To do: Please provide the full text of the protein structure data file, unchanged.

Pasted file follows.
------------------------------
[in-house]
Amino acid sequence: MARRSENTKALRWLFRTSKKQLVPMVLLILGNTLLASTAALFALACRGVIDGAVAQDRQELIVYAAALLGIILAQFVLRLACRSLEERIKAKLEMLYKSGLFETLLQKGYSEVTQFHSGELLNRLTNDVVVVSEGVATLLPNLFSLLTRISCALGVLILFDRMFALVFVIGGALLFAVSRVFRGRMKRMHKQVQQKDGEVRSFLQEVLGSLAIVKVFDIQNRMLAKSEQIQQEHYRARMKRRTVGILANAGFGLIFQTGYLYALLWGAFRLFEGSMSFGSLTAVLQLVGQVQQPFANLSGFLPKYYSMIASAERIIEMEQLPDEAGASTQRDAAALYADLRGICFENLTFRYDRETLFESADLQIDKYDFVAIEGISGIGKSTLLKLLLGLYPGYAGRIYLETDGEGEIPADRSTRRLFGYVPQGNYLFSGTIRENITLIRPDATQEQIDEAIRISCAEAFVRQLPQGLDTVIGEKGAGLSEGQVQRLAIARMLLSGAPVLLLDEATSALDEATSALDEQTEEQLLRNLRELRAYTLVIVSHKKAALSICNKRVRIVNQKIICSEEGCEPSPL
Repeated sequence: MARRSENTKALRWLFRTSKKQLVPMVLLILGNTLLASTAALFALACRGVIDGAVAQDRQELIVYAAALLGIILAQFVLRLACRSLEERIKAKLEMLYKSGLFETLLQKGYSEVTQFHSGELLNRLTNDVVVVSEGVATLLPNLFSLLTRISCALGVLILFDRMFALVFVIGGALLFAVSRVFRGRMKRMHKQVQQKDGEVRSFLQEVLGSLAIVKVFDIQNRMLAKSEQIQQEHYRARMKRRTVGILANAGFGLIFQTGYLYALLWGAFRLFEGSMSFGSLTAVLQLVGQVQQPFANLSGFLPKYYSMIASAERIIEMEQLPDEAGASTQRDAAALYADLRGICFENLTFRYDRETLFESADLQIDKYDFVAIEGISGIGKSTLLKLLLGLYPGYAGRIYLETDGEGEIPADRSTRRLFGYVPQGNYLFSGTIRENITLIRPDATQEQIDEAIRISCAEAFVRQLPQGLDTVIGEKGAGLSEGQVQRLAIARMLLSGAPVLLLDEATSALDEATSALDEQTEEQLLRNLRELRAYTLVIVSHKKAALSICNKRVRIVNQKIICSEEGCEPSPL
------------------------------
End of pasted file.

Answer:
[in-house]
Amino acid sequence: MARRSENTKALRWLFRTSKKQLVPMVLLILGNTLLASTAALFALACRGVIDGAVAQDRQELIVYAAALLGIILAQFVLRLACRSLEERIKAKLEMLYKSGLFETLLQKGYSEVTQFHSGELLNRLTNDVVVVSEGVATLLPNLFSLLTRISCALGVLILFDRMFALVFVIGGALLFAVSRVFRGRMKRMHKQVQQKDGEVRSFLQEVLGSLAIVKVFDIQNRMLAKSEQIQQEHYRARMKRRTVGILANAGFGLIFQTGYLYALLWGAFRLFEGSMSFGSLTAVLQLVGQVQQPFANLSGFLPKYYSMIASAERIIEMEQLPDEAGASTQRDAAALYADLRGICFENLTFRYDRETLFESADLQIDKYDFVAIEGISGIGKSTLLKLLLGLYPGYAGRIYLETDGEGEIPADRSTRRLFGYVPQGNYLFSGTIRENITLIRPDATQEQIDEAIRISCAEAFVRQLPQGLDTVIGEKGAGLSEGQVQRLAIARMLLSGAPVLLLDEATSALDEATSALDEQTEEQLLRNLRELRAYTLVIVSHKKAALSICNKRVRIVNQKIICSEEGCEPSPL
Repeated sequence: MARRSENTKALRWLFRTSKKQLVPMVLLILGNTLLASTAALFALACRGVIDGAVAQDRQELIVYAAALLGIILAQFVLRLACRSLEERIKAKLEMLYKSGLFETLLQKGYSEVTQFHSGELLNRLTNDVVVVSEGVATLLPNLFSLLTRISCALGVLILFDRMFALVFVIGGALLFAVSRVFRGRMKRMHKQVQQKDGEVRSFLQEVLGSLAIVKVFDIQNRMLAKSEQIQQEHYRARMKRRTVGILANAGFGLIFQTGYLYALLWGAFRLFEGSMSFGSLTAVLQLVGQVQQPFANLSGFLPKYYSMIASAERIIEMEQLPDEAGASTQRDAAALYADLRGICFENLTFRYDRETLFESADLQIDKYDFVAIEGISGIGKSTLLKLLLGLYPGYAGRIYLETDGEGEIPADRSTRRLFGYVPQGNYLFSGTIRENITLIRPDATQEQIDEAIRISCAEAFVRQLPQGLDTVIGEKGAGLSEGQVQRLAIARMLLSGAPVLLLDEATSALDEATSALDEQTEEQLLRNLRELRAYTLVIVSHKKAALSICNKRVRIVNQKIICSEEGCEPSPL